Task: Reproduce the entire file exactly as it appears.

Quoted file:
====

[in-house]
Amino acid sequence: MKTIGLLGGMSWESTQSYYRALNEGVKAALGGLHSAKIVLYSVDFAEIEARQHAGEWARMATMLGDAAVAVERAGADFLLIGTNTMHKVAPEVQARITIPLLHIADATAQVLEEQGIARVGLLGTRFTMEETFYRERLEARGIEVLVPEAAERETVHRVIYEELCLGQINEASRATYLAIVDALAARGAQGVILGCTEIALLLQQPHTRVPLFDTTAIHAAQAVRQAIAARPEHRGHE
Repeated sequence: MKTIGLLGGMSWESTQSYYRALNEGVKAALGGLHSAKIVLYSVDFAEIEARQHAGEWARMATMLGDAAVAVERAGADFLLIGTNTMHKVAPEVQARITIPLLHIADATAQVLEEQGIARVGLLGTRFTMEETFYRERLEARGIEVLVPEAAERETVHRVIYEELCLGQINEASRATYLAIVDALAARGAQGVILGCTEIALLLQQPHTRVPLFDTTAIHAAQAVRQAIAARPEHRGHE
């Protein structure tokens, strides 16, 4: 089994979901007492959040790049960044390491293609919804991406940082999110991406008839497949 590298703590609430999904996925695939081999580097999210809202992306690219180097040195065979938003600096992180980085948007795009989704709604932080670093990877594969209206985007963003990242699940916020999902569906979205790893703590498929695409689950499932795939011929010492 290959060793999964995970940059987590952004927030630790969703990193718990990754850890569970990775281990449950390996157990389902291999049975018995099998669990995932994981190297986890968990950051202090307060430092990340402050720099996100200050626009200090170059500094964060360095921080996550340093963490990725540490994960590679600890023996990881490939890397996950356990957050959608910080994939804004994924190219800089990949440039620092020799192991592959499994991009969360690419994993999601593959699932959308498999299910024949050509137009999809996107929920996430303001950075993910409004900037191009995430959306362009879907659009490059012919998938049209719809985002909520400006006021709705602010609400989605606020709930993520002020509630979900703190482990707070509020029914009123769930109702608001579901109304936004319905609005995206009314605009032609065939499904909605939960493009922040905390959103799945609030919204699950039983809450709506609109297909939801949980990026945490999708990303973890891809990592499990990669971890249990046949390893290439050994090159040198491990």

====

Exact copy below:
[in-house]
Amino acid sequence: MKTIGLLGGMSWESTQSYYRALNEGVKAALGGLHSAKIVLYSVDFAEIEARQHAGEWARMATMLGDAAVAVERAGADFLLIGTNTMHKVAPEVQARITIPLLHIADATAQVLEEQGIARVGLLGTRFTMEETFYRERLEARGIEVLVPEAAERETVHRVIYEELCLGQINEASRATYLAIVDALAARGAQGVILGCTEIALLLQQPHTRVPLFDTTAIHAAQAVRQAIAARPEHRGHE
Repeated sequence: MKTIGLLGGMSWESTQSYYRALNEGVKAALGGLHSAKIVLYSVDFAEIEARQHAGEWARMATMLGDAAVAVERAGADFLLIGTNTMHKVAPEVQARITIPLLHIADATAQVLEEQGIARVGLLGTRFTMEETFYRERLEARGIEVLVPEAAERETVHRVIYEELCLGQINEASRATYLAIVDALAARGAQGVILGCTEIALLLQQPHTRVPLFDTTAIHAAQAVRQAIAARPEHRGHE
């Protein structure tokens, strides 16, 4: 089994979901007492959040790049960044390491293609919804991406940082999110991406008839497949 590298703590609430999904996925695939081999580097999210809202992306690219180097040195065979938003600096992180980085948007795009989704709604932080670093990877594969209206985007963003990242699940916020999902569906979205790893703590498929695409689950499932795939011929010492 290959060793999964995970940059987590952004927030630790969703990193718990990754850890569970990775281990449950390996157990389902291999049975018995099998669990995932994981190297986890968990950051202090307060430092990340402050720099996100200050626009200090170059500094964060360095921080996550340093963490990725540490994960590679600890023996990881490939890397996950356990957050959608910080994939804004994924190219800089990949440039620092020799192991592959499994991009969360690419994993999601593959699932959308498999299910024949050509137009999809996107929920996430303001950075993910409004900037191009995430959306362009879907659009490059012919998938049209719809985002909520400006006021709705602010609400989605606020709930993520002020509630979900703190482990707070509020029914009123769930109702608001579901109304936004319905609005995206009314605009032609065939499904909605939960493009922040905390959103799945609030919204699950039983809450709506609109297909939801949980990026945490999708990303973890891809990592499990990669971890249990046949390893290439050994090159040198491990």